Are THC-infused drinks becoming mainstream in the US?
Drinks infused with the psychoactive substance THC are now being sold by US retailer Total Wine & More in Minnesota, as a nationwide roll-out could also be planned.
The retailer, which has 260 stores across the States, is one of the first nationwide firms to sell such drinks that contain the part of the cannabis plant that creates a high, tetrahydrocannabinol (THC).
According to the Daily Mail, the drinks will be sold in three Minnesota stores, but there is potential for the plans to roll out across the country.
Drinks brands being sold by the retailer have some products on their website that include 50mg of THC. One of the brands, Cantrip, contain 25mg and 50mg of THC per can in some of its sodas.
But campaigners have warned the drinks could be dangerous, especially for teenagers. Currently recreational marijuana use is legal in 24 states and there is no age federal age requirement on purchasing THC-infused drinks. This is despite a strict 21 age rule across the country for the purchasing of alcohol.
But regardless of the lack of rules, many states have introduced their own legislation stating customers must be over 21 for the purchasing of THC drinks.
The US market for THC-infused drinks has increased recently as legalisation has grown across the country, with mocktails, seltzers and wines without alcohol being sold as a healthier high as they have less calories and are dubbed hangover-free.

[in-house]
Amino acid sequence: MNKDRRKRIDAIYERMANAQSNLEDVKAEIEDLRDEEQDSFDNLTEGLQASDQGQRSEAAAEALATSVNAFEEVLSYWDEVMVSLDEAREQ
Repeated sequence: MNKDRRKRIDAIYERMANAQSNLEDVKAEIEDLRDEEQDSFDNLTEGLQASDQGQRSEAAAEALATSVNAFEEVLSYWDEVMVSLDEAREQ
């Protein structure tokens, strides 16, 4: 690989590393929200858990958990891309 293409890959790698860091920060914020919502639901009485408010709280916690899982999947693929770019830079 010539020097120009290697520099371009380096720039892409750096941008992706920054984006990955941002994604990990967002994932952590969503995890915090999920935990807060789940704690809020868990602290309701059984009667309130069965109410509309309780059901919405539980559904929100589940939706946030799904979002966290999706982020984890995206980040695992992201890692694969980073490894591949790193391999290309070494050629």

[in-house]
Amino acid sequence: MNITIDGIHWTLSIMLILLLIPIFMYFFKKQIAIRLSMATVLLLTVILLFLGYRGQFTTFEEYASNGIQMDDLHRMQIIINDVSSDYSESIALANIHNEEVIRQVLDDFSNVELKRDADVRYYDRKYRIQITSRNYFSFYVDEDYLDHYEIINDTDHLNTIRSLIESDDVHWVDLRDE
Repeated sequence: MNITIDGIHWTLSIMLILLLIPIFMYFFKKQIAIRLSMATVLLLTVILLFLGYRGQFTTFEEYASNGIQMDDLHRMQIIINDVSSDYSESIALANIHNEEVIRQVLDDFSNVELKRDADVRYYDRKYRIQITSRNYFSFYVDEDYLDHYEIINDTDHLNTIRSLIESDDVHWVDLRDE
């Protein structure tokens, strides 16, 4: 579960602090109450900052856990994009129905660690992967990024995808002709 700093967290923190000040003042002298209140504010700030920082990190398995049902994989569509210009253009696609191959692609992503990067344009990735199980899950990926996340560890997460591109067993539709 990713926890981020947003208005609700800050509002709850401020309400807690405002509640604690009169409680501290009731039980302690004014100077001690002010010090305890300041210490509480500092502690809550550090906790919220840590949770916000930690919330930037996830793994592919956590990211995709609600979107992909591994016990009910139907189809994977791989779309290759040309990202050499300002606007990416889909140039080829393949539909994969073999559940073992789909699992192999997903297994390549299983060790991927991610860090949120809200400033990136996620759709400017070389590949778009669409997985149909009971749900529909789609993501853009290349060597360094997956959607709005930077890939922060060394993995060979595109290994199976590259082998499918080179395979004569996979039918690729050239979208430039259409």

THC-infused drinks are different to CBD-infused drinks, which include the non-intoxicating compound cannabidiol, and have been available in the US for more than a decade, and more recently in the UK as well.
But former White House drug policy advisor Dr Kevin Sabet told the Mail that there was evidence THC was particularly dangerous for teenagers, and resulted in high rates of fatal traffic collisions.
Addiction for profit?
Sabet said: “As the beverage alcohol industry expands into a new area of addiction-for-profit, this is only going to get worse.
“While Big Marijuana, Big Alcohol, and its Wall Street investors might see THC beverages as a way to rake in more profits, the public will pay a steep price and millions of Americans will experience pain and heartbreak.”
Studies into THC-infused drinks are still sparse but there is a view that they are ingested into the body in a similar way to edible THC products.
The news also follows rumours in the summer that the USA could be moving to a similar rule to Canada with a two alcoholic drinks a week recommendation, with fresh guidelines due to be reviewed in 2025.
A director of the NIAAA, Dr George Koob said that if there’s health benefits, there could be a re-evaluation, but the Biden White House ruled out any immediate changes.
Current guidance allows men to have two bottles of beer, glasses of wine or shots per day and women can have one.